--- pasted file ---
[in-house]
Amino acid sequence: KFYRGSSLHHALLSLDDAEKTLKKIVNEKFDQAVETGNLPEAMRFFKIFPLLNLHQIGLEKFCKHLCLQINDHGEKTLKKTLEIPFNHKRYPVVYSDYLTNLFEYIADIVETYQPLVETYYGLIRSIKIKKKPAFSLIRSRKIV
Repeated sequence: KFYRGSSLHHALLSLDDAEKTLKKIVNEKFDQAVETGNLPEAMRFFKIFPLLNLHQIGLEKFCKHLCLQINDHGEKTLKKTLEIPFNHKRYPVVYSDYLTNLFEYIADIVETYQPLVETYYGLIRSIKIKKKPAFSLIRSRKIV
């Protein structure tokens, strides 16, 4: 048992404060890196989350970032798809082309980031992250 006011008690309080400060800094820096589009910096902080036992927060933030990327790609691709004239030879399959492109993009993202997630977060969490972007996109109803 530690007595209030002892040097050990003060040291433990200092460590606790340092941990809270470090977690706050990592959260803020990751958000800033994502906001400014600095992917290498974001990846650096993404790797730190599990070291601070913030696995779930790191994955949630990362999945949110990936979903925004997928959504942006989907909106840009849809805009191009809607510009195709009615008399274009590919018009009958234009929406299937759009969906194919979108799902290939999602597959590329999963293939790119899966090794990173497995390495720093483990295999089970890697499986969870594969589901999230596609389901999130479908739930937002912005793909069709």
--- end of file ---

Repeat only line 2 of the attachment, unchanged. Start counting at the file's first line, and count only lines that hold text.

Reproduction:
Amino acid sequence: KFYRGSSLHHALLSLDDAEKTLKKIVNEKFDQAVETGNLPEAMRFFKIFPLLNLHQIGLEKFCKHLCLQINDHGEKTLKKTLEIPFNHKRYPVVYSDYLTNLFEYIADIVETYQPLVETYYGLIRSIKIKKKPAFSLIRSRKIV